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" While you have the light, believe in the light... "

- John 12:36a

The Number One Fundamental


Many Christians are proud to be called Fundamentalist. There are lots of fundamentals that get talked about, but this story makes them very clear for us:

Now one of the experts in the law came and heard them debating. When he saw that Jesus answered them well, he asked him, “Which commandment is the most important of all?” Jesus answered, “The most important is: ʻListen, Israel, the Lord our God, the Lord is one. Love the Lord your God with all your heart, with all your soul, with all your mind, and with all your strength.ʼ The second is: ʻLove your neighbor as yourself.ʼ There is no other commandment greater than these.”

Mark 12:28-31

What is one fundamental common to both those commandments? Love.

Loving God isn't easy, but seems pretty simple. Loving your neighbor is more complicated. The Gospel of Luke repeats the importance of the great commandments, but here Jesus is being challenged by a proud lawyer trying to justify himself. Jesus then tells the familiar story of the Good Samaritan (Luke 10:25-37). There are lots of people robbed and beaten up by life, but instead of being willing to step into their world, human nature tells us to keep away from those "losers" and keep our eyes on the "winners," (James 2:1-8).

There was nothing the Good Samaritan hoped to get out of helping the man who was robbed. It makes no sense to love our neighbor with selfishness (Philippians 2:3-4). Instead of looking for ways to get, God wants us to look for ways to be charitable:

Charity suffereth long, and is kind; charity envieth not; charity vaunteth not itself, is not puffed up, Doth not behave itself unseemly, seeketh not her own, is not easily provoked, thinketh no evil...

1 Corinthians 13:4-5

When people talk about love, they're almost always thinking about “getting my needs met.” If someone “loves” chocolate, they mean they have a lust for it, and want to consume it (James 4:3). “Making Love” often means sex outside of marriage. Jesus calls that lust (Matthew 5:28).

Jesus’ love was sacrificial. He came as a servant. He taught us to love people that aren't like us and have nothing to give us. But fundamentalist sermons today often tell us to love ourselves: to covet pride, wealth, and power, while despising and fearing those that aren't like us. Often, it is the same message we hear from openly sinful media personalities and politicians. They were exposed as liars decades ago but keep promising to feed our flesh (Romans 13:8-14), so they get one "mulligan" after another. Instead of encouraging humility and generosity, they give us reasons to feel selfish, self-righteous and angry about it. These sins need to be recognized, confessed, and repented of (Exodus 20:17, James 4:6, 1 Timothy 6:9-10, Matthew 4:17), not appeased, nurtured and encouraged.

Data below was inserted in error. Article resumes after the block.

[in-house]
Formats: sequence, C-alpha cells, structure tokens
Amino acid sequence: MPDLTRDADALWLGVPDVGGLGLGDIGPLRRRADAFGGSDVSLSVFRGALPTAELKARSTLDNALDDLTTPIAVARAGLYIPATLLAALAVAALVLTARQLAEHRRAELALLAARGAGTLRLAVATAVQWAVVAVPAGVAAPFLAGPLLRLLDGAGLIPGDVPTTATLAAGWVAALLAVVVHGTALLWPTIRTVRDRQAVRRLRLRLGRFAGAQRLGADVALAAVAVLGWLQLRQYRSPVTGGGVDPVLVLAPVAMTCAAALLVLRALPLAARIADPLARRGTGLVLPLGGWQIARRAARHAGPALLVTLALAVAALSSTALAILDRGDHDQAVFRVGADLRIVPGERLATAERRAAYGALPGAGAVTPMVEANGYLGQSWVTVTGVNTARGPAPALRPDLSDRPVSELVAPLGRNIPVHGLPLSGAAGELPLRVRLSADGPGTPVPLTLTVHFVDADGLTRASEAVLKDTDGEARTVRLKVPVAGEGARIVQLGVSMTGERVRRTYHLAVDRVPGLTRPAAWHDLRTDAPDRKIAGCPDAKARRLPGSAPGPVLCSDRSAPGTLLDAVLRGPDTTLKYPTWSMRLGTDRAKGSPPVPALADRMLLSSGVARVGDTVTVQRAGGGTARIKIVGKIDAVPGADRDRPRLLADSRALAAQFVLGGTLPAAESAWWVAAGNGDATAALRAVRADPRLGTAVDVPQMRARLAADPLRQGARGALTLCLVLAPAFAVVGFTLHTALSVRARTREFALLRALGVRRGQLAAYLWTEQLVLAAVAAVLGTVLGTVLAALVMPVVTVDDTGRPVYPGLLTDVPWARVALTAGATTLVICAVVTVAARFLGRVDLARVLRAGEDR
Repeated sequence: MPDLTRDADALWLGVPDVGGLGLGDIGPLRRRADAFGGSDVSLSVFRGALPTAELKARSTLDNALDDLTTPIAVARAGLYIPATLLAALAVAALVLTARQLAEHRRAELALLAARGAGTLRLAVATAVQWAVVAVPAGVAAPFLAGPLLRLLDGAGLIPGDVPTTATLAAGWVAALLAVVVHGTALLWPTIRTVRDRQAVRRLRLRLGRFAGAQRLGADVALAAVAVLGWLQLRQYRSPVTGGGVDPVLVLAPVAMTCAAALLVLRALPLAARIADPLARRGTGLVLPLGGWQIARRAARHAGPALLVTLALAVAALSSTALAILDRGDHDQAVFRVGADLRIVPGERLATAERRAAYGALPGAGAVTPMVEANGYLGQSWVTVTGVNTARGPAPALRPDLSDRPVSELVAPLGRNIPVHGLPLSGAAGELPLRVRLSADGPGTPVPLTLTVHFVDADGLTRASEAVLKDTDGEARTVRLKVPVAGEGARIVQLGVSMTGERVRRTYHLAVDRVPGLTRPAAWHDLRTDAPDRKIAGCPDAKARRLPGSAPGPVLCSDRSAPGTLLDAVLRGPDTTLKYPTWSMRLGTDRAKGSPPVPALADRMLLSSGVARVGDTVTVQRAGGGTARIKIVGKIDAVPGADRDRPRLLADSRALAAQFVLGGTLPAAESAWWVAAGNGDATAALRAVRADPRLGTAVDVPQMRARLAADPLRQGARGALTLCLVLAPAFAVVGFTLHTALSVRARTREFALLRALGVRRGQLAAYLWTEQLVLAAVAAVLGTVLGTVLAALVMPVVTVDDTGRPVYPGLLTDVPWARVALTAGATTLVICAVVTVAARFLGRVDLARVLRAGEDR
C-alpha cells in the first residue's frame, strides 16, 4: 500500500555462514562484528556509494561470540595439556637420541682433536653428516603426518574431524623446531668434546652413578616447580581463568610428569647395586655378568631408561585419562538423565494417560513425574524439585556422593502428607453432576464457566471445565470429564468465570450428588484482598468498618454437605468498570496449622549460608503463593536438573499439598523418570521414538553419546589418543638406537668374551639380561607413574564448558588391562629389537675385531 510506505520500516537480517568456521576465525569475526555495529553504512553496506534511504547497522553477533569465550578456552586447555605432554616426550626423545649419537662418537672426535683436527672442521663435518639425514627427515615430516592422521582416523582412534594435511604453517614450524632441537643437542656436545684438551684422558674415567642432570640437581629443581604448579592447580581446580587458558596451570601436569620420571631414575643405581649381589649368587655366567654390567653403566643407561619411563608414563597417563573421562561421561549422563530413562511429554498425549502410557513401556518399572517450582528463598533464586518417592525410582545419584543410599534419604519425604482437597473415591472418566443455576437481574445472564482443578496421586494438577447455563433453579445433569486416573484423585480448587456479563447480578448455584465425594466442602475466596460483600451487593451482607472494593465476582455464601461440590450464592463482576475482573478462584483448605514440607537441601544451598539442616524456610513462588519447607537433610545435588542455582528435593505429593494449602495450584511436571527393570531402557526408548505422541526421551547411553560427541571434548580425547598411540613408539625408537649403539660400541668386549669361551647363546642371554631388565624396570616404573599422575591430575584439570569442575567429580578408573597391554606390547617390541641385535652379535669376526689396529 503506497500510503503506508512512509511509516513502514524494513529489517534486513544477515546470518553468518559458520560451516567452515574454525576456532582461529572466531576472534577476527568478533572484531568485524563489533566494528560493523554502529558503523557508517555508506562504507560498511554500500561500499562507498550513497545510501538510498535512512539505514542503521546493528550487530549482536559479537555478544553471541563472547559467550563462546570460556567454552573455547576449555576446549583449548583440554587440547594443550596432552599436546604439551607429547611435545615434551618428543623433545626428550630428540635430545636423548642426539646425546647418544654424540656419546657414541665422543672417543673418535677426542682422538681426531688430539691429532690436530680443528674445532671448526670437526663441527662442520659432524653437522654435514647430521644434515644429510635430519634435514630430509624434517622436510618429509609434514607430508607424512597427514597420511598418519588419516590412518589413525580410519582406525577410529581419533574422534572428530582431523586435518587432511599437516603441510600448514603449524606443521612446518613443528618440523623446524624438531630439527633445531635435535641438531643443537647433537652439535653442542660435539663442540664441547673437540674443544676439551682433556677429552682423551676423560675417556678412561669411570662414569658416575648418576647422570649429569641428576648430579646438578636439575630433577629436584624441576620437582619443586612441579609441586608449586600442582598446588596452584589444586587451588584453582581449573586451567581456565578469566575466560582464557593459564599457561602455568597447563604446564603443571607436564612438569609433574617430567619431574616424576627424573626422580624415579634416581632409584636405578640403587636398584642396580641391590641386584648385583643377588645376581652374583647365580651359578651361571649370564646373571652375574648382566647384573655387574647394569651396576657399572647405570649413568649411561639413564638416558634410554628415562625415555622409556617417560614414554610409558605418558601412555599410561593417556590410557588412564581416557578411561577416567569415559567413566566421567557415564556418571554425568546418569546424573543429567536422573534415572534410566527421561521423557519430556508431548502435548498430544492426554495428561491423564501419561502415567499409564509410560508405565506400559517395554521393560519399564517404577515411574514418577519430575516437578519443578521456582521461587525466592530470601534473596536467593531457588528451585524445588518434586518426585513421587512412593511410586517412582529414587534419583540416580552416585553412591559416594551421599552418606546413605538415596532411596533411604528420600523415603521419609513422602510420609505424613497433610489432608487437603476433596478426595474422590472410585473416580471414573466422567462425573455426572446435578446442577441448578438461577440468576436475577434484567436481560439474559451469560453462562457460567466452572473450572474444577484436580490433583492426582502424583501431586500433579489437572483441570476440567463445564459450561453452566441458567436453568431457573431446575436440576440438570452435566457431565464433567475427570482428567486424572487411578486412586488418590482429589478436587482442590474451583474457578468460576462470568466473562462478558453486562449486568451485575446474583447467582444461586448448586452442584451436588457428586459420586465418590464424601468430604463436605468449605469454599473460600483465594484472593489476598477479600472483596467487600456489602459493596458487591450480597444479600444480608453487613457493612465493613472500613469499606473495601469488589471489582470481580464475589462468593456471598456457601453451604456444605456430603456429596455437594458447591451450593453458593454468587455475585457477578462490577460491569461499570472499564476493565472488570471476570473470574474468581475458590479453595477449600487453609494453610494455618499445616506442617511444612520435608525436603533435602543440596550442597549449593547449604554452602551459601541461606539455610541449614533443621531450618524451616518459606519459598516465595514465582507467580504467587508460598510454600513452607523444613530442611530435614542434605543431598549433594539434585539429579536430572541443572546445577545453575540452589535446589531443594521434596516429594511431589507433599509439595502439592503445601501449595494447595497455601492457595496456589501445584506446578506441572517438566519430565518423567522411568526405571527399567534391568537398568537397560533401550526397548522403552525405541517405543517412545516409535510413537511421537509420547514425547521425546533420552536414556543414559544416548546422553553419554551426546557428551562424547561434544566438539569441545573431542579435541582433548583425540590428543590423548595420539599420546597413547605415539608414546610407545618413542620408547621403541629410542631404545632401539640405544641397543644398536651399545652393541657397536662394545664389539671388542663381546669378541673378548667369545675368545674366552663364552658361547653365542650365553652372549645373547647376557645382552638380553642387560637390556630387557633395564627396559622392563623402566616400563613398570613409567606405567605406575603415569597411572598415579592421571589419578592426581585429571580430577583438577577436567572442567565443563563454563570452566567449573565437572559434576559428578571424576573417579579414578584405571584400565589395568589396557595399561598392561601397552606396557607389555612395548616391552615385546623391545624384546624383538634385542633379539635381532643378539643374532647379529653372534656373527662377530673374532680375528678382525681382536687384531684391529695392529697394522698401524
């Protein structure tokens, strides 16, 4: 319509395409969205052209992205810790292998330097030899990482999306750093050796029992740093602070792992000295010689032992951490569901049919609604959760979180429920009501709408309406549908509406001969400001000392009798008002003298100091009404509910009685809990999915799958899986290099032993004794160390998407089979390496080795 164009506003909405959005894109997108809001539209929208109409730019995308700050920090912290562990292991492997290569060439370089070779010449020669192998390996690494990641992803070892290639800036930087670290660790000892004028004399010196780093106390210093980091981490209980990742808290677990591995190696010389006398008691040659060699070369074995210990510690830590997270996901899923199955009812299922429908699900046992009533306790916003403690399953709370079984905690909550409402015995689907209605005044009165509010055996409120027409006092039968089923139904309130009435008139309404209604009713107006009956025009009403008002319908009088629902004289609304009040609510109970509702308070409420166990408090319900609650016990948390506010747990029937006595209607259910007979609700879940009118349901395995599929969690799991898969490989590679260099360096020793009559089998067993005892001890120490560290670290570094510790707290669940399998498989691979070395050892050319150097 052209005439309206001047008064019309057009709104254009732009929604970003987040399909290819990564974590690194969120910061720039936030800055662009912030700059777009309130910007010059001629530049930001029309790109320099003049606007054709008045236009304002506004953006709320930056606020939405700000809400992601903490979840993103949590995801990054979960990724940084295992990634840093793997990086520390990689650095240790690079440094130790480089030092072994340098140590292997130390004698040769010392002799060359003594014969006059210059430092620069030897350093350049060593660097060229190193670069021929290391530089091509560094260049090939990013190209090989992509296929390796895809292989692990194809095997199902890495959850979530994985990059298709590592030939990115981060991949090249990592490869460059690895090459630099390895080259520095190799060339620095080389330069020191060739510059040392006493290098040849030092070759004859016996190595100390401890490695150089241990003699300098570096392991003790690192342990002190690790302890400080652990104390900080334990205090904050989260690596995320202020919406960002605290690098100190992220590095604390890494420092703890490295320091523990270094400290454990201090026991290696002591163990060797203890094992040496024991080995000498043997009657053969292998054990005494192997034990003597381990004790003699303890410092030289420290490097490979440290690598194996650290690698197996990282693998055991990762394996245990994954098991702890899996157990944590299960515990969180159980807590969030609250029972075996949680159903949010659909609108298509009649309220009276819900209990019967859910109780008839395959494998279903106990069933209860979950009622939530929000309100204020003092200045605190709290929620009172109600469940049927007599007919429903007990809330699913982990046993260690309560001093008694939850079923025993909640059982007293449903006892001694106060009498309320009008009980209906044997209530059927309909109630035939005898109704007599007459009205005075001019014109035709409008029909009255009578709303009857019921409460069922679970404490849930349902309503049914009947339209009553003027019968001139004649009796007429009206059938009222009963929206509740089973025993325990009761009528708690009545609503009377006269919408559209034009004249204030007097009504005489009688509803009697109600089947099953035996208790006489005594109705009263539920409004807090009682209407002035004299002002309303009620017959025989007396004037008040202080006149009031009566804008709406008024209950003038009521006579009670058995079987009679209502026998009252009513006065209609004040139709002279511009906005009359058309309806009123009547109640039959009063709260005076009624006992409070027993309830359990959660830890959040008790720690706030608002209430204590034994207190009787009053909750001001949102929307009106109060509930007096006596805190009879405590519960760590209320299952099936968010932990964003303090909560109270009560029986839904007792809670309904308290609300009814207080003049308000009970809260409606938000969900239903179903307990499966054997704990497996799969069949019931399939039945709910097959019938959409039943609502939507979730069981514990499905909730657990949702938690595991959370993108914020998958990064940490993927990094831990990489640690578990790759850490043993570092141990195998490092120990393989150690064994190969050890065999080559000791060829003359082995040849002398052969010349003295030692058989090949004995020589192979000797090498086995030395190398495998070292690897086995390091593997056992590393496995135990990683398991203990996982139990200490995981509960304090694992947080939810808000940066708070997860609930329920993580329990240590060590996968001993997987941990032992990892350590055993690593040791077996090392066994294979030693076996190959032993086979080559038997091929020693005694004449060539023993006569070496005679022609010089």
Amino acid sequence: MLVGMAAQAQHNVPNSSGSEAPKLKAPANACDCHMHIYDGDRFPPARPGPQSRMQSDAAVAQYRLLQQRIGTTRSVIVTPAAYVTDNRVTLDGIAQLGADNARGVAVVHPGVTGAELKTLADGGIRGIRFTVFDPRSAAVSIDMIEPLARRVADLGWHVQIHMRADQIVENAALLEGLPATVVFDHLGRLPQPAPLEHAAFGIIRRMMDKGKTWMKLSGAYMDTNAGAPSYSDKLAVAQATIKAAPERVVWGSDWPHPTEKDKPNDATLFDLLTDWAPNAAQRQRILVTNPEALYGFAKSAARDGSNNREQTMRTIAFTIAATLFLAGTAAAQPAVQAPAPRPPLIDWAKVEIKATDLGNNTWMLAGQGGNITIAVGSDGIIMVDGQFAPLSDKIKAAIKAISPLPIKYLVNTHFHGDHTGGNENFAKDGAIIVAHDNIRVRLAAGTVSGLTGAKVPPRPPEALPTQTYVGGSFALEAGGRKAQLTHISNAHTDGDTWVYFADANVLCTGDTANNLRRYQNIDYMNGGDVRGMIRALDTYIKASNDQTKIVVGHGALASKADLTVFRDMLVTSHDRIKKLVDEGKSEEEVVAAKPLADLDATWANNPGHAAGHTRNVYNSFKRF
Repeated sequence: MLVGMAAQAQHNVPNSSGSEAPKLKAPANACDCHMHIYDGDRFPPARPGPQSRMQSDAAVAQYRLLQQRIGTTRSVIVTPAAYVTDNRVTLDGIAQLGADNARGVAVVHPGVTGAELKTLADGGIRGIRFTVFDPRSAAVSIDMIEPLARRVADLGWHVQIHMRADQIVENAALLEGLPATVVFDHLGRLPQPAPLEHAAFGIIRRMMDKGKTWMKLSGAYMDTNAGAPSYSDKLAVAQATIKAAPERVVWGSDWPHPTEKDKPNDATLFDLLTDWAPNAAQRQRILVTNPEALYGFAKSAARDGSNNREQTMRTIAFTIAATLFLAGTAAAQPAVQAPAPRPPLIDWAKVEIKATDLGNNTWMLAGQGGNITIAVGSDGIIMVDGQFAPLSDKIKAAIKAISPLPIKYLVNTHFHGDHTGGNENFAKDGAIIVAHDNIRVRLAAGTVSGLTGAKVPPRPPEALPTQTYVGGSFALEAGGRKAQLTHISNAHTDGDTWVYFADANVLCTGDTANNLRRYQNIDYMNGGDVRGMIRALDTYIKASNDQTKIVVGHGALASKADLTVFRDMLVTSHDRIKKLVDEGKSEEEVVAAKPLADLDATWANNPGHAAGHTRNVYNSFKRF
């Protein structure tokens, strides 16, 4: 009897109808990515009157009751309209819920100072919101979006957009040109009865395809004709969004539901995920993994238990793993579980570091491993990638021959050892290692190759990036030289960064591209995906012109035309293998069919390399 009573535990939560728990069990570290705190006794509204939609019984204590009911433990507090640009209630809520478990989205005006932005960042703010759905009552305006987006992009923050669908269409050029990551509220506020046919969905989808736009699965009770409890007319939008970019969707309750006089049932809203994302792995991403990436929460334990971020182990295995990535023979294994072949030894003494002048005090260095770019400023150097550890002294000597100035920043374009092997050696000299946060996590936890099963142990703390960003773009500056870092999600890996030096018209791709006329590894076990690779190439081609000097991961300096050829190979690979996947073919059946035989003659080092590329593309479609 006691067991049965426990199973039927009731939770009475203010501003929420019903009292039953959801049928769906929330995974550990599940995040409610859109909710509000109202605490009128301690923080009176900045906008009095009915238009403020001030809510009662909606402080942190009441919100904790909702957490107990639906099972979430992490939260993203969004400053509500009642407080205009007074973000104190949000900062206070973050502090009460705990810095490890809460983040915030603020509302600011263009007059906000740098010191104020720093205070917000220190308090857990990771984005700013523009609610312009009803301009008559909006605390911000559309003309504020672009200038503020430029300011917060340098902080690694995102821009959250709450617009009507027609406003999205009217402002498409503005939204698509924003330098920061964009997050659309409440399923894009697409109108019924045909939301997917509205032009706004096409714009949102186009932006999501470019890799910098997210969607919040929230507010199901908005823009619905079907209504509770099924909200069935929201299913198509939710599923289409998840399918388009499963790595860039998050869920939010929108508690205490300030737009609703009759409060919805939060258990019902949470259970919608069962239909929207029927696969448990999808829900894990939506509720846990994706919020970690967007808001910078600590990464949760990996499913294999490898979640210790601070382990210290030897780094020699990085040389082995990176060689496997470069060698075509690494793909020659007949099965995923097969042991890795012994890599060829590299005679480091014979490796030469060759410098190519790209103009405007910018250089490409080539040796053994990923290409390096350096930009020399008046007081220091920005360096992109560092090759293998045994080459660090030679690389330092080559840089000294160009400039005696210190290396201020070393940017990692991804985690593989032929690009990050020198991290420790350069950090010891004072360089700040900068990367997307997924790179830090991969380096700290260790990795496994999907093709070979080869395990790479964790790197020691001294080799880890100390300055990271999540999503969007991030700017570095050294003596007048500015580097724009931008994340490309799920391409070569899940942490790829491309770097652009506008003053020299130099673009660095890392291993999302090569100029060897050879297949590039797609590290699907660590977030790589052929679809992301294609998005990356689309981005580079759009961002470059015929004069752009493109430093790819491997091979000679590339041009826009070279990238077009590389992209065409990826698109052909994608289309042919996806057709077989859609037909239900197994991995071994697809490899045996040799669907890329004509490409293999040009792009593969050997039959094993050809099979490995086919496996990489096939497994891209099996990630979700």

Owe nothing to anyone except to love one another; for the one who loves his neighbor has fulfilled the Law. For this, "YOU SHALL NOT COMMIT ADULTERY, YOU SHALL NOT MURDER, YOU SHALL NOT STEAL, YOU SHALL NOT COVET," and if there is any other commandment, it is summed up in this saying, "YOU SHALL LOVE YOUR NEIGHBOR AS YOURSELF." Love does no wrong to a neighbor; therefore love is the fulfillment of the Law. Do this, knowing the time, that it is already the hour for you to awaken from sleep; for now salvation is nearer to us than when we first believed.

Romans 13:8-11

Loving ourselves is a normal part of our biology. Jesus wants us to overome our biology (John 6:63). The love of a Gramma is precious, and she might seem like an angel to you, but there is a biological reason for her to love. It may be a surprise that Grammas often love family more than strangers and struggle to show Good Samaritan love at times. Our biology says Blood is Thicker Than Water, but Jesus said:

If anyone comes to me and does not hate his own father and mother, and wife and children, and brothers and sisters, and even his own life, he cannot be my disciple.

Luke 14:26

Before you give up on Jesus, understand what He is saying first. John the Apostle explains it this way:

Do not love the world or the things in the world. If anyone loves the world, the love of the Father is not in him. For all that is in the world — the desires of the flesh and the desires of the eyes and pride of life — is not from the Father but is from the world.

1 John 2:15-16

Worldly love expects giving with the hope of getting from the world. Christian love expects giving with the hope of getting from Christ. If we are His friends, we will follow His commandment to love. If nothing else, we will express our gratitude for life on earth and in heaven by showing our love. Even better, we will see the wisdom of what He is doing on earth, and we will join with Him in the work.

What is conservatism for if not conserving the Bible? Many seem to have their limit to how far they stick to Jesus, and most public figures (who get rich labeling themselves Christian) sound more like greedy Romans and hypocritical Pharisees. Don't forget Jesus wrote the Law and spoke to the Prophets (John 1:1), and none of that has passed away (Matthew 5:18), so it would be unwise to label Him as as a liberal. He wants us to follow Him by making this world a better place, not tearing everything and everyone down to get more for ourselves. That should be a fundamental we can all agree on.

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